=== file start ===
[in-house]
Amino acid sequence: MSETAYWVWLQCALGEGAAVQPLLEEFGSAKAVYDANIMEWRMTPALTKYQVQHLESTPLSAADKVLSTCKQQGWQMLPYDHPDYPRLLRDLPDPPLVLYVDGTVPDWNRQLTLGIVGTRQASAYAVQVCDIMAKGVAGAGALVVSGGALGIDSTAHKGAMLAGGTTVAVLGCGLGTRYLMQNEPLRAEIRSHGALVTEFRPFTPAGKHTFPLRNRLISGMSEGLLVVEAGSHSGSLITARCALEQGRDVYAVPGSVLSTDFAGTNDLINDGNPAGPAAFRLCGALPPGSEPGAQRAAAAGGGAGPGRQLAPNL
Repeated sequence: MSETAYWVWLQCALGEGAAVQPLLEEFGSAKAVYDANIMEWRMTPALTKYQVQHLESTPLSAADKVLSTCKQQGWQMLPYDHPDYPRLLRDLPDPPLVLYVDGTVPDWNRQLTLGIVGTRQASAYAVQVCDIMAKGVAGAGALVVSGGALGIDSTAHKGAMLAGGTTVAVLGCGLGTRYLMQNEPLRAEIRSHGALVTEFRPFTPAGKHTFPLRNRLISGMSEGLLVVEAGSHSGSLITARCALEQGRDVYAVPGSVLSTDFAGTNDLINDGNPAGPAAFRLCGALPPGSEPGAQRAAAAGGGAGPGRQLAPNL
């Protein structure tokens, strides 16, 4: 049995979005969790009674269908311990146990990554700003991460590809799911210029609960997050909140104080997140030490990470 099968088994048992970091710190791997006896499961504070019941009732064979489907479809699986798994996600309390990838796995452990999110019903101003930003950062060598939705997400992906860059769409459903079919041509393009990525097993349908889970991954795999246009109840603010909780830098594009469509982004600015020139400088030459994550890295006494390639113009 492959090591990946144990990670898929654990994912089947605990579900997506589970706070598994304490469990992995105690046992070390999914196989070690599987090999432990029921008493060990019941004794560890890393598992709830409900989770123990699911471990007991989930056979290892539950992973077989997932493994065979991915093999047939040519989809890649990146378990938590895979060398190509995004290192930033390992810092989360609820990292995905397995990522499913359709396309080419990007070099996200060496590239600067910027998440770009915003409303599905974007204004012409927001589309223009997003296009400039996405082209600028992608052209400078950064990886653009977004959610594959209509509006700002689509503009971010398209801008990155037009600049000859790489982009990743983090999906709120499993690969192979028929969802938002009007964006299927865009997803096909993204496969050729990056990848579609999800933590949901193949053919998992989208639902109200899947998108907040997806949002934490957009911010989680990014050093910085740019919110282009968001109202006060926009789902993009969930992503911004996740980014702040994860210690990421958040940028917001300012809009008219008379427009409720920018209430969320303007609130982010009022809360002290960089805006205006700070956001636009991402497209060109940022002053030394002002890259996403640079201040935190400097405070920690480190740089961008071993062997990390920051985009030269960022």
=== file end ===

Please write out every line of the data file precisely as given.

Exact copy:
[in-house]
Amino acid sequence: MSETAYWVWLQCALGEGAAVQPLLEEFGSAKAVYDANIMEWRMTPALTKYQVQHLESTPLSAADKVLSTCKQQGWQMLPYDHPDYPRLLRDLPDPPLVLYVDGTVPDWNRQLTLGIVGTRQASAYAVQVCDIMAKGVAGAGALVVSGGALGIDSTAHKGAMLAGGTTVAVLGCGLGTRYLMQNEPLRAEIRSHGALVTEFRPFTPAGKHTFPLRNRLISGMSEGLLVVEAGSHSGSLITARCALEQGRDVYAVPGSVLSTDFAGTNDLINDGNPAGPAAFRLCGALPPGSEPGAQRAAAAGGGAGPGRQLAPNL
Repeated sequence: MSETAYWVWLQCALGEGAAVQPLLEEFGSAKAVYDANIMEWRMTPALTKYQVQHLESTPLSAADKVLSTCKQQGWQMLPYDHPDYPRLLRDLPDPPLVLYVDGTVPDWNRQLTLGIVGTRQASAYAVQVCDIMAKGVAGAGALVVSGGALGIDSTAHKGAMLAGGTTVAVLGCGLGTRYLMQNEPLRAEIRSHGALVTEFRPFTPAGKHTFPLRNRLISGMSEGLLVVEAGSHSGSLITARCALEQGRDVYAVPGSVLSTDFAGTNDLINDGNPAGPAAFRLCGALPPGSEPGAQRAAAAGGGAGPGRQLAPNL
């Protein structure tokens, strides 16, 4: 049995979005969790009674269908311990146990990554700003991460590809799911210029609960997050909140104080997140030490990470 099968088994048992970091710190791997006896499961504070019941009732064979489907479809699986798994996600309390990838796995452990999110019903101003930003950062060598939705997400992906860059769409459903079919041509393009990525097993349908889970991954795999246009109840603010909780830098594009469509982004600015020139400088030459994550890295006494390639113009 492959090591990946144990990670898929654990994912089947605990579900997506589970706070598994304490469990992995105690046992070390999914196989070690599987090999432990029921008493060990019941004794560890890393598992709830409900989770123990699911471990007991989930056979290892539950992973077989997932493994065979991915093999047939040519989809890649990146378990938590895979060398190509995004290192930033390992810092989360609820990292995905397995990522499913359709396309080419990007070099996200060496590239600067910027998440770009915003409303599905974007204004012409927001589309223009997003296009400039996405082209600028992608052209400078950064990886653009977004959610594959209509509006700002689509503009971010398209801008990155037009600049000859790489982009990743983090999906709120499993690969192979028929969802938002009007964006299927865009997803096909993204496969050729990056990848579609999800933590949901193949053919998992989208639902109200899947998108907040997806949002934490957009911010989680990014050093910085740019919110282009968001109202006060926009789902993009969930992503911004996740980014702040994860210690990421958040940028917001300012809009008219008379427009409720920018209430969320303007609130982010009022809360002290960089805006205006700070956001636009991402497209060109940022002053030394002002890259996403640079201040935190400097405070920690480190740089961008071993062997990390920051985009030269960022």